Sunday

29th Mar 2020

Fast-talking MEPs 'drive interpreters crazy'

  • 'Speak slowly, speak in your mother tongue', Welle said. (Photo: European Parliament)

Members of the European Parliament should speak in their own language and take care not to speak too quickly, to prevent interpreters from going “crazy”, the parliament's secretary-general has said.

“It is important that people do not speak too fast,” Klaus Welle said at a meeting of the parliament's budgetary control committee on Thursday (4 February).

Read and decide

Join EUobserver today

Support quality EU news

Get instant access to all articles — and 20 years of archives. 14-day free trial.

... or join as a group

  • The European Parliament has around 330 interpreters on staff. (Photo: European Parliament)

He pointed out that some speakers in plenary and committee sessions churn out up to 180 words per minute.

Welle met the interpreters last month to discuss their grievances, and made the request on their behalf.

“Speak slowly, speak in your mother tongue. Those are the main elements which lead to a deterioration in quality,” he noted. “It drives them crazy.”

Recruitment 'not a problem'

It is much easier for interpreters to translate if the speaker uses his or her mother tongue.

Welle made his request in his native tongue, German, not long after the chair of the meeting had to ask one of the participants to speak slower so that the interpreters could keep up with him.

That same morning in the parliament's plenary session in Strasbourg at least two MEPs and one commissioner did not stick to the advice and spoke English instead of Dutch, Estonian and Romanian, respectively.

Some MEPs use English because they find it easier to express themselves in a language that can be directly understood by many of their peers, rather than rely on a translation.

The European Parliament has roughly 330 interpreters on staff as well as a pool of freelancers to deploy.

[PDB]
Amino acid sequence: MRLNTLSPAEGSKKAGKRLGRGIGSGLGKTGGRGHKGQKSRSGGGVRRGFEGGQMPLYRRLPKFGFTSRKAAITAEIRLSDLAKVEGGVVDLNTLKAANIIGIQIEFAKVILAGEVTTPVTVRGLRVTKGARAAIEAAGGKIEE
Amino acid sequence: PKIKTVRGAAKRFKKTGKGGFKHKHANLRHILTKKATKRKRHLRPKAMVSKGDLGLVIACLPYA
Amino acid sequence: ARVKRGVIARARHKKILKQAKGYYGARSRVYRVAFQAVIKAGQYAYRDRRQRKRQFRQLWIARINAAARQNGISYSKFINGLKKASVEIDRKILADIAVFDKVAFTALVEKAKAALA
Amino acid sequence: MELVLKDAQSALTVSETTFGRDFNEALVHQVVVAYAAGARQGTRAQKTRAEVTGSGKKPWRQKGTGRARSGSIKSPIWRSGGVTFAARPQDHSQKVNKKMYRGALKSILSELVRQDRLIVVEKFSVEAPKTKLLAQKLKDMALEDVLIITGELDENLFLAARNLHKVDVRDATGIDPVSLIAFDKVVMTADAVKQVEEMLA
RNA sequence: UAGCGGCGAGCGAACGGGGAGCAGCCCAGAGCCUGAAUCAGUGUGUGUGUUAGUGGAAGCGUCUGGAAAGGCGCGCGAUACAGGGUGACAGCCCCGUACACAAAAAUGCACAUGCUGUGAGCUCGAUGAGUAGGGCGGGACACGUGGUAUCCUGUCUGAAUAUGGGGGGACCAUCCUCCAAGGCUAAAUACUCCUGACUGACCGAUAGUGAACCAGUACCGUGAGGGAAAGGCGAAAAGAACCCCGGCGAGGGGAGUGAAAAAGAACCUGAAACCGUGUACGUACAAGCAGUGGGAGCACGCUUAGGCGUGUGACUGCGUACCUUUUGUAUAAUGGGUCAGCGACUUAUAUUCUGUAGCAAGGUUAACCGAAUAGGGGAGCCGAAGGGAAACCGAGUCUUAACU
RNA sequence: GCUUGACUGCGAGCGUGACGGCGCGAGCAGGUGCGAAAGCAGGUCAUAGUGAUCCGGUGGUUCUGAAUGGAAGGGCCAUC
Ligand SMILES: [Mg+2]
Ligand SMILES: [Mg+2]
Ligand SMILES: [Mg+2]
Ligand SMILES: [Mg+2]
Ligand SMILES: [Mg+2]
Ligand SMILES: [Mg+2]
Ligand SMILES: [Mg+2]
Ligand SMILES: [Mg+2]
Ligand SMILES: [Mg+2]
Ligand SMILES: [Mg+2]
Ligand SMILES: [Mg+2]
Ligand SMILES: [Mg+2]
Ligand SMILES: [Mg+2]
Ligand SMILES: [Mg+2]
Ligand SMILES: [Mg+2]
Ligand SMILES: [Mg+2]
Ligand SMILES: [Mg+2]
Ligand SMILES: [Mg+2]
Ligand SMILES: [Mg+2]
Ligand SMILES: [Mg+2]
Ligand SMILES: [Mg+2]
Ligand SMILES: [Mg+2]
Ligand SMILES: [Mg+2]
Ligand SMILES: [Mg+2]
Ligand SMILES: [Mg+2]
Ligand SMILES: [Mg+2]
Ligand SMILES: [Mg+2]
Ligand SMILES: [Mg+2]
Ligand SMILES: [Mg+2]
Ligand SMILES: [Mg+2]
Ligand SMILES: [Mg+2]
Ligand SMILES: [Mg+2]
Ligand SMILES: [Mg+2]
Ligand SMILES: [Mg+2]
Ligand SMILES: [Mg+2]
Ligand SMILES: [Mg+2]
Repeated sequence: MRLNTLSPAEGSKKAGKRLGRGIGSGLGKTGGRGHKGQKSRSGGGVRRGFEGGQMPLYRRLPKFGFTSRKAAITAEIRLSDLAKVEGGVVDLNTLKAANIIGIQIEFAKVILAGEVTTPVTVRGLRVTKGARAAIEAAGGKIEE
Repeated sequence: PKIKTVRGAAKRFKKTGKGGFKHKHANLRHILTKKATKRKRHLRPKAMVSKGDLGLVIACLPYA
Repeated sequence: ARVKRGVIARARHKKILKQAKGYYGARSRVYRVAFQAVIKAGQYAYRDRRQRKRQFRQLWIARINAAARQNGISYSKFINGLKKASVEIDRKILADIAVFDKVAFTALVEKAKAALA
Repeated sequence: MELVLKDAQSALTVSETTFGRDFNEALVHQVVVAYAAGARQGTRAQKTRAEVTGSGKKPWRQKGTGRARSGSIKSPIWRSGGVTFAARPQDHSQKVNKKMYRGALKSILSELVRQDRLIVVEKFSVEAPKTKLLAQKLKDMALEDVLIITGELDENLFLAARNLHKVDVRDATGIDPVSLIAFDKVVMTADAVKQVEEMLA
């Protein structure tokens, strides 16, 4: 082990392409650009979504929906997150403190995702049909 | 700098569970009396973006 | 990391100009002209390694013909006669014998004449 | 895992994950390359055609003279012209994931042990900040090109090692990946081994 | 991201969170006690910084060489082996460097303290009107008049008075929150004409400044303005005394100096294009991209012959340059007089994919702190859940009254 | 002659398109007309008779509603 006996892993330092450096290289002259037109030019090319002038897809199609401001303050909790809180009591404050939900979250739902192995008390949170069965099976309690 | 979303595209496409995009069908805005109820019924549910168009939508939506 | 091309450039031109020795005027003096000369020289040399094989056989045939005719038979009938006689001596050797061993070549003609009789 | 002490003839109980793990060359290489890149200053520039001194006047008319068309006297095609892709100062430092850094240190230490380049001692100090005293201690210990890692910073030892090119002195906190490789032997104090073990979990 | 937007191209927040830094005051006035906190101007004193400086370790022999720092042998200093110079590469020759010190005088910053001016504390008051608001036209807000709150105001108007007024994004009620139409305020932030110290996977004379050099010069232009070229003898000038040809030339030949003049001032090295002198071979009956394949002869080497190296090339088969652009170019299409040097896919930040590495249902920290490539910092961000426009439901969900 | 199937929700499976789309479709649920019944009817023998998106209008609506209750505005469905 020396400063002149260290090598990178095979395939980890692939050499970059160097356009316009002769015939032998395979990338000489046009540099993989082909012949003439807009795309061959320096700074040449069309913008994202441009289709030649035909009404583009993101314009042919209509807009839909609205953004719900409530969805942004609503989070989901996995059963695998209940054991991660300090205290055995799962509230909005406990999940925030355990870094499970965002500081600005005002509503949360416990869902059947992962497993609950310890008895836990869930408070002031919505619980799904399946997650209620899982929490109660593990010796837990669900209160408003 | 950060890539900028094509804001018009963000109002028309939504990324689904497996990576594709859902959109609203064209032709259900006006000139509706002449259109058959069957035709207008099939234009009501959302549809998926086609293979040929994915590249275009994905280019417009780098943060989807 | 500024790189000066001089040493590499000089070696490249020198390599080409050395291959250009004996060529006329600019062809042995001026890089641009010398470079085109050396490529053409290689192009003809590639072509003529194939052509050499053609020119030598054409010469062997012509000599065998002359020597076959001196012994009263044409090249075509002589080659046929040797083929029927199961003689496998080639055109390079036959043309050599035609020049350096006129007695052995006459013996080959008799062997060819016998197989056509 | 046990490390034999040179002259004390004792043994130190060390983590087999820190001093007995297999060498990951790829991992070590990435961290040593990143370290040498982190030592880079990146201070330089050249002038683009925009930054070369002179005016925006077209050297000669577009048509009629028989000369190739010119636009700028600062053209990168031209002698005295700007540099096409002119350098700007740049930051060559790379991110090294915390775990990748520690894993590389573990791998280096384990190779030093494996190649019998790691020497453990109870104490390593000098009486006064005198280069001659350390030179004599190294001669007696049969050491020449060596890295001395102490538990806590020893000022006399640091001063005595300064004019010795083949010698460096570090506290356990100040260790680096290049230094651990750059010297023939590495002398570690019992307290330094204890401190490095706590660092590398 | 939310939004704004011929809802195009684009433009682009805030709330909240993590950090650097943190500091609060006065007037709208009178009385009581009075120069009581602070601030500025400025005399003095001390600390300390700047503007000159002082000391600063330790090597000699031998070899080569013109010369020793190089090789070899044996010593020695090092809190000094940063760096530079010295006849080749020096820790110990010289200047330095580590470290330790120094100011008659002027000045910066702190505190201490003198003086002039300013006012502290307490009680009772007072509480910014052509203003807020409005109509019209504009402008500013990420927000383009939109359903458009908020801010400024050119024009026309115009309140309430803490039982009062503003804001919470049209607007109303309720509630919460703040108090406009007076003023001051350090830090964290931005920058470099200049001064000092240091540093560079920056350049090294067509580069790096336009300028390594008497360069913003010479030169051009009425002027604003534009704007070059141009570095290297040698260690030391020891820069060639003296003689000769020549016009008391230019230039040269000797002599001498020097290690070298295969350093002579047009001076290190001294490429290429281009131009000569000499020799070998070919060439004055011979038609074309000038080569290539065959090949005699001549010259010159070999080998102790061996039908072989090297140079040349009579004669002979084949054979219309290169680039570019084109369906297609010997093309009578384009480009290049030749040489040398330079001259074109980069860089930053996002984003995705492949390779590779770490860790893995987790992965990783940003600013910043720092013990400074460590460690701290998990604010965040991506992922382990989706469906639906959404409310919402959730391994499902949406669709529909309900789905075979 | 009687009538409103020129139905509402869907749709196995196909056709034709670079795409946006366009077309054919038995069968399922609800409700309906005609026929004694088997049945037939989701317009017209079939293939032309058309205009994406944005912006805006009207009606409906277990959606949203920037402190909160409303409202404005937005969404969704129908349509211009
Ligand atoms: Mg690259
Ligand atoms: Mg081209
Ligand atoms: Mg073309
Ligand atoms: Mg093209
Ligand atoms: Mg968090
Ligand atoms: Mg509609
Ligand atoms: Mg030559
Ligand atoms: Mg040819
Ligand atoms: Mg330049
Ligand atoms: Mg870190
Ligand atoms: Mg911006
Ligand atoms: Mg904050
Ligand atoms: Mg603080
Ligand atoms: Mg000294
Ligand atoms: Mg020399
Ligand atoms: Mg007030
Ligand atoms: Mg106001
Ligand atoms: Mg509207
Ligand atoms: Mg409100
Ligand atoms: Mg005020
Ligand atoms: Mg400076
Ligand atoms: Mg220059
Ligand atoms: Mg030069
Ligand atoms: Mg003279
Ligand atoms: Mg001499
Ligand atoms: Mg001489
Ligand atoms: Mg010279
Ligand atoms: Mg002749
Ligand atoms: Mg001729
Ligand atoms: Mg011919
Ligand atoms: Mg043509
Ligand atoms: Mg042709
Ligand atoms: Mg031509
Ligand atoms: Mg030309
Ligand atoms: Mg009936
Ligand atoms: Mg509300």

MEPs have the right to speak in their own language, and the house has 24 official languages.

But not all languages are always available. The budgetary control committee meeting for example was translated into 16 languages. One Slovenian MEP complained that meetings of the transport committee are not translated in her language.

This is not due to a lack of available staff, said Welle.

“We don't have any problem with recruiting interpreters,” he noted, but added that there was a “major problem” with the facilities and the number of interpreter booths.

"We don't have a sufficient number of meeting rooms that correspond to the language profiles of the committees," he said.

He accepted that the issue could work to the disadvantage of lesser-spoken languages, which he promised to protect.

Unequal burden

He also pointed out that Turkish translators would soon be needed because of a possible peace deal in Cyprus. The agreement would reunite the Greek and Turkish speaking parts of the island, making Turkish another official language.

He noted that the interpretation service needed to be as efficient as possible “otherwise we won't be able to maintain the service”.

One issue is that the workload is not evenly distributed among interpreters, he said.

“Some people are overburdened and others are not doing enough,” noted Welle, saying that the number of hours in the interpretation booth can vary between six and 16 hours.

He also said there were some challenges in creating the right incentives for interpreters to learn additional languages.

“Someone who adds languages, finds himself working longer. Someone who doesn't make that effort is less usable and will work only six to eight hours.”